This is an easy to read book which ought to be compulsory reading for all girls aged over fourteen. Though much of the content relates to American culture, it is equally relevant in the UK. Any woman who has a daughter who thinks pole-dancing is 'empowering' should also read it - it's horrifying.
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on 26 September 2010
The brevity of this book does not diminish it's impact. It's fantastically funny but brings HUGE relief to me to read that there ARE women out there who see this "pornification" of our culture for what it is.

It isn't empowerment and the reasons WHY it isn't are explained so intelligently in this book. Ariel Levy is genius.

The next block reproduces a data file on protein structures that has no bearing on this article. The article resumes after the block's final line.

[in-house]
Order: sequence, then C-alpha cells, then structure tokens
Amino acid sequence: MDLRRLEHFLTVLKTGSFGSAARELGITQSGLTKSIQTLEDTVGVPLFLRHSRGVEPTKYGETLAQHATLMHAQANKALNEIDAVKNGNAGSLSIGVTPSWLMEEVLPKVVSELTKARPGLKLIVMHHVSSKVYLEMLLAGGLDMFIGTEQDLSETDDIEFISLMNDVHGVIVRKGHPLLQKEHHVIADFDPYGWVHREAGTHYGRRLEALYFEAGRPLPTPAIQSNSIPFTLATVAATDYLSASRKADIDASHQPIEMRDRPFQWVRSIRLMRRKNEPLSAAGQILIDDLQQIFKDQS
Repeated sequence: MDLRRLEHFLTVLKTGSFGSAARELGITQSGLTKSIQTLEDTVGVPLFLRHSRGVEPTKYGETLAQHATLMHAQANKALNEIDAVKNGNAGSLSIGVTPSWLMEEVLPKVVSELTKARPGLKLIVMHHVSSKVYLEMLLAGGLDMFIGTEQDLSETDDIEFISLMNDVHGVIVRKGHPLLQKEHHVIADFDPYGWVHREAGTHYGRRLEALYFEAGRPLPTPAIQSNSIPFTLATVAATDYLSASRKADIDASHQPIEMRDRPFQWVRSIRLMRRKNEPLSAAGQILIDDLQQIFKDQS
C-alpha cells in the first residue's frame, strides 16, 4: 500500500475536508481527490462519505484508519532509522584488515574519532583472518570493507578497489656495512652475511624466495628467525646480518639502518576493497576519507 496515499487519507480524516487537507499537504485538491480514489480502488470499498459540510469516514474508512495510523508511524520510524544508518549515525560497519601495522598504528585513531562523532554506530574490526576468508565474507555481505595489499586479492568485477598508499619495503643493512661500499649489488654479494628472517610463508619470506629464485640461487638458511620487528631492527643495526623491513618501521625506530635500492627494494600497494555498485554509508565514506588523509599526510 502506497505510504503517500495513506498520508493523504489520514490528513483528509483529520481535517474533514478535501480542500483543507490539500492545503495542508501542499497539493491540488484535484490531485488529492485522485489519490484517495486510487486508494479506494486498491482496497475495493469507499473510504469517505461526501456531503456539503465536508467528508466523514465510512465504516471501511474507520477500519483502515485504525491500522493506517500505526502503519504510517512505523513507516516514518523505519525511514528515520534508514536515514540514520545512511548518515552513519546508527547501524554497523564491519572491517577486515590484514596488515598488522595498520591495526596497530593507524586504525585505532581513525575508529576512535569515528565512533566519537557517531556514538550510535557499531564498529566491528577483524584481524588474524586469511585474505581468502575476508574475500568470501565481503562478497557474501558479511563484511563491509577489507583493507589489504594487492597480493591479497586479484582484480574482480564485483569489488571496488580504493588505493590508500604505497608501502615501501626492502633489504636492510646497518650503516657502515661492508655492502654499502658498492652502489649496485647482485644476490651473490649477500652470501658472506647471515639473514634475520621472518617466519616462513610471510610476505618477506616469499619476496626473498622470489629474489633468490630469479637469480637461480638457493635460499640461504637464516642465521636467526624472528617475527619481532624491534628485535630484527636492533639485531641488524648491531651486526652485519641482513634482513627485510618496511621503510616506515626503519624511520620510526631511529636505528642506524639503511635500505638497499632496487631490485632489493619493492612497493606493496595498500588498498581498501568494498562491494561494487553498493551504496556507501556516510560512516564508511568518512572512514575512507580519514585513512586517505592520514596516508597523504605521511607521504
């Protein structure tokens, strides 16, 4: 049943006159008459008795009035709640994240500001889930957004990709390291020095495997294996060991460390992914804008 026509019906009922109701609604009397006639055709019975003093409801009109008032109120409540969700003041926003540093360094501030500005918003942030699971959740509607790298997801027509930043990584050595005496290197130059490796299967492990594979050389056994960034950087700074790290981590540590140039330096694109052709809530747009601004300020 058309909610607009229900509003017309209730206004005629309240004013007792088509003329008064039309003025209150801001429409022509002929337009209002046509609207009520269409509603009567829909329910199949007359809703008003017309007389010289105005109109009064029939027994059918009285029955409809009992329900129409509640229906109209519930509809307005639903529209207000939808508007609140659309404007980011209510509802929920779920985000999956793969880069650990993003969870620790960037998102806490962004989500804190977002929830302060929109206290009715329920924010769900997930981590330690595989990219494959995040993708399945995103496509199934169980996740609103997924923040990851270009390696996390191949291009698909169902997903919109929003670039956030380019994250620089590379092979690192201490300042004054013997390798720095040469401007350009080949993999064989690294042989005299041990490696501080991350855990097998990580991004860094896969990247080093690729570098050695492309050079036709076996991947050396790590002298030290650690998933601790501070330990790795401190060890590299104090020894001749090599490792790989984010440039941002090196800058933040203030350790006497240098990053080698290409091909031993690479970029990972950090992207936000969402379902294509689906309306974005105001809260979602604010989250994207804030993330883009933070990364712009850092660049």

This book will not only make you laugh, but it will equip you with responses to those women who SUPPORT the pornification of our culture and want to be like "one of the boys." Thank you Ariel Levy!
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on 13 July 2006
It's about time somebody wrote a book like this...for a while it's been becoming more and more obvious of the cultural shift in how many women (particularly young women) are portraying themselves - as the author herself puts it, "Only thirty years ago our mothers were `burning their bras' and picketing Playboy, and suddenly we were getting implants and wearing the bunny logo as supposed symbols of our liberation."